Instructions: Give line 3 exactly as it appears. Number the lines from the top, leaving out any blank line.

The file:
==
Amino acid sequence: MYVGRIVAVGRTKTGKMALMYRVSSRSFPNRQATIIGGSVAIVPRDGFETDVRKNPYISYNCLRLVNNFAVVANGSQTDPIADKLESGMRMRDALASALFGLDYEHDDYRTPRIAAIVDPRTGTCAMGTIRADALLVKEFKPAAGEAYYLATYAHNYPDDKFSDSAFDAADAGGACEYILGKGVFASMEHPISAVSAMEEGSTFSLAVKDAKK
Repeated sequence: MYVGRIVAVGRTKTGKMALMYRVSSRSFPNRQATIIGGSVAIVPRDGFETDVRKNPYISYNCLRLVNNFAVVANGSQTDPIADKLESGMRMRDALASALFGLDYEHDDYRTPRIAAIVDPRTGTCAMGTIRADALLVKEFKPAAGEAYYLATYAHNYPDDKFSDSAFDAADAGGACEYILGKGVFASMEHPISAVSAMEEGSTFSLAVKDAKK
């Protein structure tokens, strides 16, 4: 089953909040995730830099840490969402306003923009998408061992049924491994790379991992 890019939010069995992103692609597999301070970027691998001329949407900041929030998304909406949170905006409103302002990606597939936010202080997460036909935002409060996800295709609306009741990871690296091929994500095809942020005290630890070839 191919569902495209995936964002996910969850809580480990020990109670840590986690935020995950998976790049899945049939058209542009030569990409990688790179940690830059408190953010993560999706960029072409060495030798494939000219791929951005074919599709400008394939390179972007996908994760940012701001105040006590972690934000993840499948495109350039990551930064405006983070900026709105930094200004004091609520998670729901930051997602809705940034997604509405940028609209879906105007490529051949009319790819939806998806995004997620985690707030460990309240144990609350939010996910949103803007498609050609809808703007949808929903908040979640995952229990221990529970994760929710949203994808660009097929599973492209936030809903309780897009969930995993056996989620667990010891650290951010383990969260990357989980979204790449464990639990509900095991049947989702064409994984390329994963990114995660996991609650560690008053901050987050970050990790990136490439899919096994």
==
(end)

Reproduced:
């Protein structure tokens, strides 16, 4: 089953909040995730830099840490969402306003923009998408061992049924491994790379991992 890019939010069995992103692609597999301070970027691998001329949407900041929030998304909406949170905006409103302002990606597939936010202080997460036909935002409060996800295709609306009741990871690296091929994500095809942020005290630890070839 191919569902495209995936964002996910969850809580480990020990109670840590986690935020995950998976790049899945049939058209542009030569990409990688790179940690830059408190953010993560999706960029072409060495030798494939000219791929951005074919599709400008394939390179972007996908994760940012701001105040006590972690934000993840499948495109350039990551930064405006983070900026709105930094200004004091609520998670729901930051997602809705940034997604509405940028609209879906105007490529051949009319790819939806998806995004997620985690707030460990309240144990609350939010996910949103803007498609050609809808703007949808929903908040979640995952229990221990529970994760929710949203994808660009097929599973492209936030809903309780897009969930995993056996989620667990010891650290951010383990969260990357989980979204790449464990639990509900095991049947989702064409994984390329994963990114995660996991609650560690008053901050987050970050990790990136490439899919096994």